We see divers of all levels kicking the reef with fins, and touching with knees or hands. The misuse of diving equipment is also often involved in damaging marine life: muck sticks, gloves, underwater cameras, stainless steel rods, tanks, submersible pressure gauges or octopus regulators.
To reduce contact, it's helpful to have a good pre-dive briefing, to dive in small groups, and maintain good buoyancy skills.
Green Fins is an initiative conceived by the United Nations Environment and internationally coordinated by The Reef-World Foundation. Its goal is to create positive change by leveraging the existing passion for the oceans by people who are in the dive industry. Green Fins helps dive and snorkel operator members find pragmatic solutions to local environmental threats. Every diver who’s exposed to Green Fins through one of its members is changed forever. The complete diving experience turns into an opportunity to not only observe the marine environment, but also to conserve it.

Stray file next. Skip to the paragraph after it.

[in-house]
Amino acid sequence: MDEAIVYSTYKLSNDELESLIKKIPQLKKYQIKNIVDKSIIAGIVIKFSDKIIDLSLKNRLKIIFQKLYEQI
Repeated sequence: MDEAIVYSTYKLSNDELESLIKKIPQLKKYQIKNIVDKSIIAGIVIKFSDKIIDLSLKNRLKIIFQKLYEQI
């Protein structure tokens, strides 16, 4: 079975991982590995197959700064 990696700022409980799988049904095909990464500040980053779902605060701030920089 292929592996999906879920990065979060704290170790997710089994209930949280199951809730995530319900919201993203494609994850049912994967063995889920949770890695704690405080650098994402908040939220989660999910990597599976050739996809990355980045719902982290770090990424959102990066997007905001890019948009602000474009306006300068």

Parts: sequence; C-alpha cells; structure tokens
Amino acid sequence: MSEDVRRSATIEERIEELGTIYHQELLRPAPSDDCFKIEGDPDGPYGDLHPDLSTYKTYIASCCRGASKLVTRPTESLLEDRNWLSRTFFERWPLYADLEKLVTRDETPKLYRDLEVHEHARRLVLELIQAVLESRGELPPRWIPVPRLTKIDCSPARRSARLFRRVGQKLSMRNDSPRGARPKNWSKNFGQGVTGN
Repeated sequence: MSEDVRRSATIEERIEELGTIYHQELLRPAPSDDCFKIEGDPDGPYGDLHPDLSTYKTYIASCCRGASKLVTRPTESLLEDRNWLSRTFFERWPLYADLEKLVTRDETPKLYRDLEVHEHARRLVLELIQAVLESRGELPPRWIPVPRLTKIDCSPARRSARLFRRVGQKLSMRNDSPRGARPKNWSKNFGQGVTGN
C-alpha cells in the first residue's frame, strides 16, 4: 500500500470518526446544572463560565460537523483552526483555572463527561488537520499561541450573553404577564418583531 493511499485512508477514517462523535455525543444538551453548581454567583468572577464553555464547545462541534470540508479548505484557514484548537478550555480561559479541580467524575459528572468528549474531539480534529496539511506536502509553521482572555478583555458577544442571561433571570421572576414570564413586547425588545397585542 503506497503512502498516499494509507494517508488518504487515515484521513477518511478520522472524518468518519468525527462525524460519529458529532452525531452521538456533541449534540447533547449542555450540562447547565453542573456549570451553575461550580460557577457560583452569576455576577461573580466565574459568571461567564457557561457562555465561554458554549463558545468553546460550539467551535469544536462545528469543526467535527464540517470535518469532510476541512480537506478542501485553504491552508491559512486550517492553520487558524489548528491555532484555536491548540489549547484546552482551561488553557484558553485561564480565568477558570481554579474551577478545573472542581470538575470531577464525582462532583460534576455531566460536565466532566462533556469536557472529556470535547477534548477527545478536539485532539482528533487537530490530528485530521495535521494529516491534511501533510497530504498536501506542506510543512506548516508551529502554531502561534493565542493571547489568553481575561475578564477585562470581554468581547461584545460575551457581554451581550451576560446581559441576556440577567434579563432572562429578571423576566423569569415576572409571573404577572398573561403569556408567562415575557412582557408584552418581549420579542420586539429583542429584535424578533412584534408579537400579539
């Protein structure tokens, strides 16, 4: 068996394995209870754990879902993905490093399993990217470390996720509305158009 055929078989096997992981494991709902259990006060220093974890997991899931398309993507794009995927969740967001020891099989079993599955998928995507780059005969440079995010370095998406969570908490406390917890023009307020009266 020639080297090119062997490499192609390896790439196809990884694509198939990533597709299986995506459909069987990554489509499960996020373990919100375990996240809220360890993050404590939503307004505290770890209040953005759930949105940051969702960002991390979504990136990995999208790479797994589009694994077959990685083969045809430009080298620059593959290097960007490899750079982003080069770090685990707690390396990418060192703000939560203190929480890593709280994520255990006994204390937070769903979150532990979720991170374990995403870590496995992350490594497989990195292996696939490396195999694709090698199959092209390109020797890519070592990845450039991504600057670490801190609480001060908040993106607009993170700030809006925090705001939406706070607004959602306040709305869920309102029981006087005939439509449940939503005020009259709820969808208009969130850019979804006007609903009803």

Being aware of the damage can help all of us act more responsibly. We are happy to republish this great infographic from Green Fins - please share with all your diving friends!
We ❤ Green Fins for their positive efforts!
To have a chance to win a trip on a liveaboard in the Caribbean, participate before June 1st in the Green Fins contest!
With a size that most often averages 12 meters length (40 feet), whale sharks are the biggest fish in the sea.